By REDC Business Advisor Kerri Salls
At the end of the year, do you block out time to work on your business, to review your finances and your goals to see which ones you hit and which one to revise? Or do you scramble to close as many sales as possible as the year comes to a close?
A big piece of how you look at your business, how you view the results this year – depends on attitude; your perspective on what you’ve accomplished, and what efforts it took to hit your milestones. For some people, letting go of people, systems, or even clients that were holding them back – can be a monumental achievement. For some people, just finding time to take a course or read a book to improve in some area is the best step forward they have been able to invest in this year.
There are two important tasks to undertake BEFORE January 1. If you are in business, you owe it to the success of your business to do two things:
1. Year-end Business Review – the more thorough and honest you are in this review, the stronger position you will be in moving into next year.
Review the goals you had set for the last year, whether you set them 18 months ago or just 3 months ago. Create a form or a report to compare your goals to what you actually did. In some cases this is easy; your financial statements will tell you year over year changes in every area of cost of goods, overhead, training, equipment, staffing, as well as a breakdown of revenues by month, product line, and marketing strategy. For other goals you set a year ago, you may have accomplished them – and then some – and didn’t even realize it. Now is the time to document completion of those goals. Also record the debriefing insights of how you achieved those goals, and what worked. For other goals you had set at the same time, it’s possible you forgot about them, or you let them go by the wayside for some reason. This review is not to punish you or anyone about missing the mark. What you do want to do is document what went awry that they did not stay on your priority list. Identify what could have made the difference to achieving those goals too. Document solutions that you may want to implement next year – or the next time that goal is set – to ensure it is met.
This need only take an hour to a half-day to study and document your results for the past year. Based on that data and insight, you are ready for the second essential task to execute before January 1.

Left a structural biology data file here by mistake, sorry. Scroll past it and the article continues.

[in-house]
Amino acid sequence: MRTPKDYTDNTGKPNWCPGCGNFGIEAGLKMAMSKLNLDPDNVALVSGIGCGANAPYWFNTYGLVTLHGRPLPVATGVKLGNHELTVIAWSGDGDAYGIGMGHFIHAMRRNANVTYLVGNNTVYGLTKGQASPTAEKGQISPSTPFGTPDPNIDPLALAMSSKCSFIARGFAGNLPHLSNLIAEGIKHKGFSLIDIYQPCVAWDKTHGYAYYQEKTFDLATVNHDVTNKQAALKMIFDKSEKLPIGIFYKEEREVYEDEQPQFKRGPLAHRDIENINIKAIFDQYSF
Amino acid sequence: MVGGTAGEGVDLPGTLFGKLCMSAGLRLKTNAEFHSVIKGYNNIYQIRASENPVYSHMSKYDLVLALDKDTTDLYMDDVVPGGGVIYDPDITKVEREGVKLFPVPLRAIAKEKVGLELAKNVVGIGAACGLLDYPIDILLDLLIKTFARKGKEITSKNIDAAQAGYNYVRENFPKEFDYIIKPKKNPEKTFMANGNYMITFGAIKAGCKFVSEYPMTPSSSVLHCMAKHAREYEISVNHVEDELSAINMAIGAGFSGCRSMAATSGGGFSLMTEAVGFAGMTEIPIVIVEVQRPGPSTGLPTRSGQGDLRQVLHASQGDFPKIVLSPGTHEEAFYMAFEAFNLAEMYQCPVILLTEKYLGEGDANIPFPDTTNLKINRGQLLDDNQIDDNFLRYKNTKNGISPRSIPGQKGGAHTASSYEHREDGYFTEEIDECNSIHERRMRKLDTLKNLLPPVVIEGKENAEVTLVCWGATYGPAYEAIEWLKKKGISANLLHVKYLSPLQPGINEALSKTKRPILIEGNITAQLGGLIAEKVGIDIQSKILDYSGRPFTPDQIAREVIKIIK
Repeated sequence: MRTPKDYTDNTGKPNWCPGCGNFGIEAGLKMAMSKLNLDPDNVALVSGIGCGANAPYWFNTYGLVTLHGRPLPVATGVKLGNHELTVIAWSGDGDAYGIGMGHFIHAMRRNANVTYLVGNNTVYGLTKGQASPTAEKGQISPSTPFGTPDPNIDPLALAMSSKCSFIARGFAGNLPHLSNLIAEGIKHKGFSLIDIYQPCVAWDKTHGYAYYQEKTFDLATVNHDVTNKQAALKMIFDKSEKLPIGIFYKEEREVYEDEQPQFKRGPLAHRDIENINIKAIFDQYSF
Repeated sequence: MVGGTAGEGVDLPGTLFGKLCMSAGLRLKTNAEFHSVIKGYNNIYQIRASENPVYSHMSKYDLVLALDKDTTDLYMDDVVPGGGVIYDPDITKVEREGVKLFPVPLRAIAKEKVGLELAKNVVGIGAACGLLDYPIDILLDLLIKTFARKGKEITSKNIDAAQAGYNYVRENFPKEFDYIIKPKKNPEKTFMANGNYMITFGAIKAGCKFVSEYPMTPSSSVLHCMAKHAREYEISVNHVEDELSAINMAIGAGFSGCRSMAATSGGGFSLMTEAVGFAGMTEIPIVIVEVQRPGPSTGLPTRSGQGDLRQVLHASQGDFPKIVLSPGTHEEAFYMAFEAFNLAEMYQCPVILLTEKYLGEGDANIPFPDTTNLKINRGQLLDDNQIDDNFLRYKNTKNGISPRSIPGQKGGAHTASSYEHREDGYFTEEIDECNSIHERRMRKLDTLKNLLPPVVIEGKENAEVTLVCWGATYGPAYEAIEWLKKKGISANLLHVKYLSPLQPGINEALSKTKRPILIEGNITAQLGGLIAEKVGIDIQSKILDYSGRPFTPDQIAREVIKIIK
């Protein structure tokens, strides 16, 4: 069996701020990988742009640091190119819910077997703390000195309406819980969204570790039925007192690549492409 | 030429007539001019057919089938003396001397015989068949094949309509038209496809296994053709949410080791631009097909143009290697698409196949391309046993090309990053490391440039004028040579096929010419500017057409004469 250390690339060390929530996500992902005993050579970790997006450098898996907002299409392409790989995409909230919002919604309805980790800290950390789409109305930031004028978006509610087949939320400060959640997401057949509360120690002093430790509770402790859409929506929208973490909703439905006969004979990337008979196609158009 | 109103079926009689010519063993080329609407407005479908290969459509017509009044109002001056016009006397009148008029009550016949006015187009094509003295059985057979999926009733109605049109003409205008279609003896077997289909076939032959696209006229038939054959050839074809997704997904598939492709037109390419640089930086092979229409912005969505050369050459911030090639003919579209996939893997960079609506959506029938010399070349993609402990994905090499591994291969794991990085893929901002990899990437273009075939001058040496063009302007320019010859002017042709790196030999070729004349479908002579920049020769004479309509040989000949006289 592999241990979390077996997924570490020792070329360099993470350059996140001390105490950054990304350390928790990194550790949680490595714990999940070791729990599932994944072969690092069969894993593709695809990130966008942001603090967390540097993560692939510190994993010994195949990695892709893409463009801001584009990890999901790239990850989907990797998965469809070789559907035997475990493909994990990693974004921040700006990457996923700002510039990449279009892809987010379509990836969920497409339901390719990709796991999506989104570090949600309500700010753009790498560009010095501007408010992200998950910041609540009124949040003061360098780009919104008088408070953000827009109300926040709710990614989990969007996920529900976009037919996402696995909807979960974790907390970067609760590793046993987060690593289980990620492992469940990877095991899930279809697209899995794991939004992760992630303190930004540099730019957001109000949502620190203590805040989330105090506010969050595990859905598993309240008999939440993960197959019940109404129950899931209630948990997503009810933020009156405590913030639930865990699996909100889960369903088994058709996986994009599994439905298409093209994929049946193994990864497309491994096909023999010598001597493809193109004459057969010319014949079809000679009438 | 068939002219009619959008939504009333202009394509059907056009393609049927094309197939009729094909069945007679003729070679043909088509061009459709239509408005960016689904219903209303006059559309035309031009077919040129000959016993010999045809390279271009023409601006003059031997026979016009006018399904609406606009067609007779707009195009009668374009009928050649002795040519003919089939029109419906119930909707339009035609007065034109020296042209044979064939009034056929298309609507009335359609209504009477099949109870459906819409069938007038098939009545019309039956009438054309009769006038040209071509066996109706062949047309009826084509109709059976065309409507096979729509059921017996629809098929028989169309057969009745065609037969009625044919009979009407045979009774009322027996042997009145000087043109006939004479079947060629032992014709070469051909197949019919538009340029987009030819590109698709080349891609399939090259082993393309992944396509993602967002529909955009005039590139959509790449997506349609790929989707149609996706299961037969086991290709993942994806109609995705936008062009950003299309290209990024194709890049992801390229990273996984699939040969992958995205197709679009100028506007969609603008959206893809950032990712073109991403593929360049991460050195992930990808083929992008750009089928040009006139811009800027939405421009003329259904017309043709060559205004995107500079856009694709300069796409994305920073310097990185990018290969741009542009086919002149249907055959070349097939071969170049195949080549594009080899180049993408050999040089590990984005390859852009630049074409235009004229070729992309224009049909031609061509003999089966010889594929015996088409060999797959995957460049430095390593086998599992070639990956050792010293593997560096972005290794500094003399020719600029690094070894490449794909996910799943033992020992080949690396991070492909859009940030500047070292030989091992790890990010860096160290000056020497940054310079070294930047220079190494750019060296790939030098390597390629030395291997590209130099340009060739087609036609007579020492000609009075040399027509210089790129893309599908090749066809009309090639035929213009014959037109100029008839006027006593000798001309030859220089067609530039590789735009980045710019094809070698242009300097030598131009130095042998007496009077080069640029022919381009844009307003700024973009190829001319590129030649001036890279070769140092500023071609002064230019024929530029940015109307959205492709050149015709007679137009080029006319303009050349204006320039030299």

2. Goal Setting for Next Year – If you do not commit to your goals for next year before January 1, you will start the year at a dead stop and it can take up to 90 days to up to speed – 90 days you’ve lost for achieving your big bold goals for the year, making it harder to achieve massive results. Also, you will be less committed to those goals when you set them later because you are starting from behind. In this situation, time is not your friend.
Set financial goals for your business – not just year totals, but monthly goals for expenses, investments, sales, and multiple revenue streams. If you’ve reviewed your financials from this year, you are empowered to do this exercise too.
In every area of your business (e.g., vision and values, marketing, sales, support, personal development, technology, service, product offerings, etc) set very specific goals. Give yourself permission to think big, very BIG. This is not the place to figure out the full implementation of how you’ll achieve them. This is where you realize it takes just as much effort to take modest cautious baby steps as it does to take quantum leap steps in your business.
Rowlf (Muppet Show) - It's Not Where You Start, It's Where You Finish
You’ve heard this ditty before. I learned it at summer camp. Today’s kids learn it even earlier. We all need to be reminded. Enjoy Rowlf’s rendition here:
Finish your year with these two tasks. Book time in your busy calendar now to do it. Do this work in December - and you will set up your business to achieve your audacious goals in the new year. When you commit to finishing on top every year; then as Zig Ziglar says: “I’ll see you at the top.”